Tag Archives: #AHCJSummit22

Experts share databases and other useful resources for U.S. gun violence data

Thomas R. Simon, Ph.D., associate director of the CDC’s Division of Violence Prevention, addresses attendees during the “Everything you think you know about guns is wrong: Myths, facts and where to find the best research & data” session. (Photo by Erica Tricarico)

One of the most challenging aspects of writing about gun violence is finding good data. The CDC has reliable statistics on gun deaths, including accidents, suicides and homicides, but it’s historically been more difficult to find data on gun injuries or more detailed epidemiology.

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Red flag gun laws: Dig deeper to find stories that matter

Photo: Erica TricaricoJonathan Davis, executive director of the Baltimore Crisis Response; Shannon Frattaroli, a professor at the Johns Hopkins Bloomberg School of Public Health; Veronica Pear, an assistant professor at University of California-Davis, during the “‘Red Flag’ Laws: The use of court orders to reduce gun violence” session.

In recent years, multiple states have made headlines for approving “red flag” laws or extreme risk projections orders, which allow judges to order the confiscation of firearms from people considered to be dangerous to themselves or others.

But too often, that’s where the reporting stops — right after a vote in a legislature and a governor’s signature. Two professors who study the measures urge journalists to find news by following up to see what happened next. 

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Experts who work with children affected by gun violence say coverage lacks nuance

Kathryn Bocanegra, assistant professor at the University of Illinois-Chicago, listening to panelist Arturo Carrillo, Ph.D., L.C.S.W., director of health and violence prevention at Brighton Park Neighborhood Council. (Photo by Erica Tricarico)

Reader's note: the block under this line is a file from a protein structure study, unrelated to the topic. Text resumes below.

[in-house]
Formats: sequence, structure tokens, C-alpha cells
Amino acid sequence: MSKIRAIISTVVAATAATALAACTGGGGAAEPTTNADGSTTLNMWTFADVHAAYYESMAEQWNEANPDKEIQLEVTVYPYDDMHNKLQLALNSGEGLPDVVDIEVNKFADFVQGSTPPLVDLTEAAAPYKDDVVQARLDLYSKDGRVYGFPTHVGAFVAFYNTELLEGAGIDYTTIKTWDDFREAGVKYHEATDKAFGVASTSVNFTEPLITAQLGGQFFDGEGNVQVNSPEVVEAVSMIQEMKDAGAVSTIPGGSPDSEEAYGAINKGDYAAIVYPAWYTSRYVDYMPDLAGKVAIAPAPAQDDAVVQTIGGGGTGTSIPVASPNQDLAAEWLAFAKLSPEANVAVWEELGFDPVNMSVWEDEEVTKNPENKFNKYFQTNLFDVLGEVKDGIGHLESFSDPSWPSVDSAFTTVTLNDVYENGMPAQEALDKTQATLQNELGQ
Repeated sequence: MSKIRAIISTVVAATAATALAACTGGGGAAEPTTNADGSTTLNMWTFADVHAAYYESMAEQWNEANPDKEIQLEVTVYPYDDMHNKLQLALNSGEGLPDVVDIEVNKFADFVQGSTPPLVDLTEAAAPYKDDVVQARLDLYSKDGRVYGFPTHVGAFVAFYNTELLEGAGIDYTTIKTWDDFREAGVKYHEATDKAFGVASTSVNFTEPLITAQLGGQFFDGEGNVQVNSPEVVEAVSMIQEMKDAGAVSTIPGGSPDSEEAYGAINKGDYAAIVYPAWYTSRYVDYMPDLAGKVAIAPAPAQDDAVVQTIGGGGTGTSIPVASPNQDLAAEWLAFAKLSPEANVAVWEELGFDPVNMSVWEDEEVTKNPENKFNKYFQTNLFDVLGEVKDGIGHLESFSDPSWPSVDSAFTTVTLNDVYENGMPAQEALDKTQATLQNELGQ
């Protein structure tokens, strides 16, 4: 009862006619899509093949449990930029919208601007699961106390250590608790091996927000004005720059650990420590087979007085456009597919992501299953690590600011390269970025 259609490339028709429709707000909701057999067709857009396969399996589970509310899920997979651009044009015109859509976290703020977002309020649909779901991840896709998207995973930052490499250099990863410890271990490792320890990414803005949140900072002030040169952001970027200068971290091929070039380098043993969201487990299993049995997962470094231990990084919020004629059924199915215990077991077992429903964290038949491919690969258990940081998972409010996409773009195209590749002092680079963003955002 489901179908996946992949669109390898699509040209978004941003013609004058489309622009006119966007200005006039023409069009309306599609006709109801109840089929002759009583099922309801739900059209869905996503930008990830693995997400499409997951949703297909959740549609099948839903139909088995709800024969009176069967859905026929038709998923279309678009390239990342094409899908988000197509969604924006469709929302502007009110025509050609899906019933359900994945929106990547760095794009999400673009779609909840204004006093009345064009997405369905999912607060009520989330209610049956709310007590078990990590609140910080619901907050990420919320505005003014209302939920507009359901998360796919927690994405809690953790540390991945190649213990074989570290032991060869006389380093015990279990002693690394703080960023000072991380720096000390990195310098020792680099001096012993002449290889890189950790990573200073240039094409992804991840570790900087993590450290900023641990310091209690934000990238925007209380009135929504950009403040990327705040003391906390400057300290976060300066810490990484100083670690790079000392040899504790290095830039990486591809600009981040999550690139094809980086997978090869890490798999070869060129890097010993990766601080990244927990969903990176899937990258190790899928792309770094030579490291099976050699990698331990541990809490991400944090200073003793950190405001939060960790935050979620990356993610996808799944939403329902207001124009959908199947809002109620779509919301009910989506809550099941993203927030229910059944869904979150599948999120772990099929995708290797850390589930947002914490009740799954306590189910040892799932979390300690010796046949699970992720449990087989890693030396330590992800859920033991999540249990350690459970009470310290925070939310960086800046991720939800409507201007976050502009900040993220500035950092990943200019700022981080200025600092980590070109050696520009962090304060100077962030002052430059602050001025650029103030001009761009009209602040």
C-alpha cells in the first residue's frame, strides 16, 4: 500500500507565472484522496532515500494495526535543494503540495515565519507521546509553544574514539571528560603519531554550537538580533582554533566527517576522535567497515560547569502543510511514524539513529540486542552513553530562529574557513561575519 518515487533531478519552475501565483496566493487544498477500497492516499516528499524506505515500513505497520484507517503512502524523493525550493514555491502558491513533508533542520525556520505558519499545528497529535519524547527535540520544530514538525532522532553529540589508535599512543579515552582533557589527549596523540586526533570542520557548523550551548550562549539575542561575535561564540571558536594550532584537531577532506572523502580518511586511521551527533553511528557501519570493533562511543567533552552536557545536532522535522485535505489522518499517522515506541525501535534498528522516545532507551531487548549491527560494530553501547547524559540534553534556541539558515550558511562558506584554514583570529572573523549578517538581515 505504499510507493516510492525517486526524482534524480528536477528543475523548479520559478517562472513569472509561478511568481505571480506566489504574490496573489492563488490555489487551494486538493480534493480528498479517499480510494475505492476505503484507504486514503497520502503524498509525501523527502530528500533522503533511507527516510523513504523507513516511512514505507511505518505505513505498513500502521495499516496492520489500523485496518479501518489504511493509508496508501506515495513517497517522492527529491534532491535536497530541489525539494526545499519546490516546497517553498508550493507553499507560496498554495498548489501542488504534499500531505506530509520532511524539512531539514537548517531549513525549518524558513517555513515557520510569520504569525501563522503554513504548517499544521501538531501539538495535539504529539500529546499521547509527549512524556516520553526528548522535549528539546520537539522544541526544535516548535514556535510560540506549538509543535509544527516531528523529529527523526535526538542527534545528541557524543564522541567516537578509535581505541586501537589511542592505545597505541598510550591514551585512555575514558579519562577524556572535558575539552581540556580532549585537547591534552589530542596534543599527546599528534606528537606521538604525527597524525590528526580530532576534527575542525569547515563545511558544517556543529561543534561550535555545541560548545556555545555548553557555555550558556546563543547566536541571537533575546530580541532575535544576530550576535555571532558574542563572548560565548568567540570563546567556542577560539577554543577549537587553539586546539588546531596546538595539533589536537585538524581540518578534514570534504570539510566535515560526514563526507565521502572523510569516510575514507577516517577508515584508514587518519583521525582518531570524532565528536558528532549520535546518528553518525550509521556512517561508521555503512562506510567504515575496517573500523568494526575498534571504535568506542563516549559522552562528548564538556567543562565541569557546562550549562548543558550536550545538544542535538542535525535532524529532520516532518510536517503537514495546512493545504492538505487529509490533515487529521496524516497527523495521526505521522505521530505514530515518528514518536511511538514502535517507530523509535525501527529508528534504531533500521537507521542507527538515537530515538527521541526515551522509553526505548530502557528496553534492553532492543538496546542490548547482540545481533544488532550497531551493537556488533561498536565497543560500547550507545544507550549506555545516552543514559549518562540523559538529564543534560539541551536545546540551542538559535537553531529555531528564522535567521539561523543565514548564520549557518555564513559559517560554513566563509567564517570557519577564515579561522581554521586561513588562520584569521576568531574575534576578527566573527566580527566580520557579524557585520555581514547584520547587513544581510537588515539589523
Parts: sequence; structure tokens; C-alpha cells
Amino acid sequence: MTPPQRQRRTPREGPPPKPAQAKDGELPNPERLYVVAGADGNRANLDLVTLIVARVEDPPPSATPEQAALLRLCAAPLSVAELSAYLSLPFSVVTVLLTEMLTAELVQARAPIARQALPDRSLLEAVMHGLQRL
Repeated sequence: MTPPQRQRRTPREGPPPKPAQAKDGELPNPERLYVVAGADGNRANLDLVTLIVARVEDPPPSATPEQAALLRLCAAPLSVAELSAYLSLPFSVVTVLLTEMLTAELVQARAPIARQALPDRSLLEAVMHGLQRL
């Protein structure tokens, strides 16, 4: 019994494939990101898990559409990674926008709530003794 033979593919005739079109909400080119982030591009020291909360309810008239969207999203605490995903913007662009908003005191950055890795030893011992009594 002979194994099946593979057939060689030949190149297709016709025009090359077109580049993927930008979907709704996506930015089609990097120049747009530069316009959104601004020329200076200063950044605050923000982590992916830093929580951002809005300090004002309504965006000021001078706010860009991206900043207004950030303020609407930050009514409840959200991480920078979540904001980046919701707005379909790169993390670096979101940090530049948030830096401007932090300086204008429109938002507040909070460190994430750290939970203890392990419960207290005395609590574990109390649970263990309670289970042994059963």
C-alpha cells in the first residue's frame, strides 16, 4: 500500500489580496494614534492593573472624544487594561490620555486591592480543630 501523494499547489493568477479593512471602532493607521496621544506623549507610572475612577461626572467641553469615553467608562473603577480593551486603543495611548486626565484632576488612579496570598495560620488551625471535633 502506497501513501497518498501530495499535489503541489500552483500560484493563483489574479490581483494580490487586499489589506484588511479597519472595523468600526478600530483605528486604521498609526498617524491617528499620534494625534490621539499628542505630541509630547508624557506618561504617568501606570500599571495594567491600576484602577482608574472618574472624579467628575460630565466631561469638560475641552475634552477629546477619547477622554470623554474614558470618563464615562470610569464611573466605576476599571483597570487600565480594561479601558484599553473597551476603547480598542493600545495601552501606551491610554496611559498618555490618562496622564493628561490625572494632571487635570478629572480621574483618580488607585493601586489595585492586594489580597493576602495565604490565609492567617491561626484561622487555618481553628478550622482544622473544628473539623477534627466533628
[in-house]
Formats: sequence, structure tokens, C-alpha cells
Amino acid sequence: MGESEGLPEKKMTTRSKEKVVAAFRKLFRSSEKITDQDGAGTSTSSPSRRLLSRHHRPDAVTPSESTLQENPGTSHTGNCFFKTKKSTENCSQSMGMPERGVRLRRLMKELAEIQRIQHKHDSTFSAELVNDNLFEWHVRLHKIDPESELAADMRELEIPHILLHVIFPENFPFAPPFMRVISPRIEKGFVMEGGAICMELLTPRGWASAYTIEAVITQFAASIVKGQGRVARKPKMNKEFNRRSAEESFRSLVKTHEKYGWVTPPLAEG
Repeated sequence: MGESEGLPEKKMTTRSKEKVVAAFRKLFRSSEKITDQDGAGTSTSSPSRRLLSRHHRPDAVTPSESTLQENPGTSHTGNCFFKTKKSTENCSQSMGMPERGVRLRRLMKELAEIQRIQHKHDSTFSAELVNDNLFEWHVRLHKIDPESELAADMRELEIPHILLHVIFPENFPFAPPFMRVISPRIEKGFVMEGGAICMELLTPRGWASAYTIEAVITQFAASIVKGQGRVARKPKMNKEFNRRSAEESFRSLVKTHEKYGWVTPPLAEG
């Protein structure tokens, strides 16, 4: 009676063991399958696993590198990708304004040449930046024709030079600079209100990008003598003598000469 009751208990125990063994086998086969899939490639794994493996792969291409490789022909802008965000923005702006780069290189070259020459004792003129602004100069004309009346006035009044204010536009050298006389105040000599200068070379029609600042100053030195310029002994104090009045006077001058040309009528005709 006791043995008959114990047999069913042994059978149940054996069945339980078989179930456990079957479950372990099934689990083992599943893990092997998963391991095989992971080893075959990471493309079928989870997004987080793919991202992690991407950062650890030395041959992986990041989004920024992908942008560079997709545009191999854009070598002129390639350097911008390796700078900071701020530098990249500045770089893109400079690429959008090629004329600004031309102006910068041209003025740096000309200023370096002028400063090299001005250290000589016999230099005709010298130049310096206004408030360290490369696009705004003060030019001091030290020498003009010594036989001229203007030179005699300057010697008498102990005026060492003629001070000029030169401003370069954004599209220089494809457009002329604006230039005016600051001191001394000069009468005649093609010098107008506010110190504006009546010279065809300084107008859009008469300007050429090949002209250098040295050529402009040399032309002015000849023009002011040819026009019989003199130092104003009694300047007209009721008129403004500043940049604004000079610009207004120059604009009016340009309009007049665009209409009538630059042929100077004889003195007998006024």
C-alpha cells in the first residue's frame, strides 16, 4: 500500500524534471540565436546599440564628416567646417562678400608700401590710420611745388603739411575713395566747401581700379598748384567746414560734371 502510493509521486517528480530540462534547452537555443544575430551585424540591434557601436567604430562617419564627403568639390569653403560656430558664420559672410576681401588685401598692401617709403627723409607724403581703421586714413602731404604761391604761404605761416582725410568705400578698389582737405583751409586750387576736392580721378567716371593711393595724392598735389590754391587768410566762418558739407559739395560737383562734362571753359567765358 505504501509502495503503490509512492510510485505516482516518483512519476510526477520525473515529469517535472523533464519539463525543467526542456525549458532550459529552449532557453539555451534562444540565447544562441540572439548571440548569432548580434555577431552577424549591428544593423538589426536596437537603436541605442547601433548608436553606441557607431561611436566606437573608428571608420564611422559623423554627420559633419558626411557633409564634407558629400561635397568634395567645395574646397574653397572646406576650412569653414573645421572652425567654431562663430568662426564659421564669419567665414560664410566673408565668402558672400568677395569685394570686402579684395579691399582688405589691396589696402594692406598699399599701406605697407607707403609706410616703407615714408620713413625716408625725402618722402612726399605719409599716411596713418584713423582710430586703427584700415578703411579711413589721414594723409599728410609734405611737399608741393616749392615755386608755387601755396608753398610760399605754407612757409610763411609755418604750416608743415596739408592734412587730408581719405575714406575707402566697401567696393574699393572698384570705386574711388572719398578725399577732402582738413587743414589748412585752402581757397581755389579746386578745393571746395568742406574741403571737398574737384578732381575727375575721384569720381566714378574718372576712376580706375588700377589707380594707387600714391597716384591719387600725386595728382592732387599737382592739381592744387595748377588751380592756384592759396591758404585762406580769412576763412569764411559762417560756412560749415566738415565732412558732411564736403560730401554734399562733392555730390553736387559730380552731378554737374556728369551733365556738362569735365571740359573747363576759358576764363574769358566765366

Law enforcement officials frequently mischaracterize perpetrators and victims of gun violence, resulting in news headlines and soundbites that sometimes obscure the toll it takes on very young people.

That was the broad message from experts on the “What exposure to chronic violence — especially among children — does to human health” panel at Reporting on Violence as a Public Health Issue: An AHCJ Summit in Chicago.

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Fall summit speaker Jessica Beard targets more empathetic, ethical coverage of gun violence

Dr. Jessica Beard answers AHCJ Board President Felice Freyer’s questions during the lunch talk Q&A. (Photo by Erica Tricarico)

If reporters covered gun violence with greater empathy and context — including telling the story from the victims’ perspectives — instead of doing the more typical episodic reporting, it could reduce psychological harms of and potentially affect the prevalence of gun violence, said Jessica Beard, M.D., M.P.H., a trauma surgeon at Temple University Hospital. 

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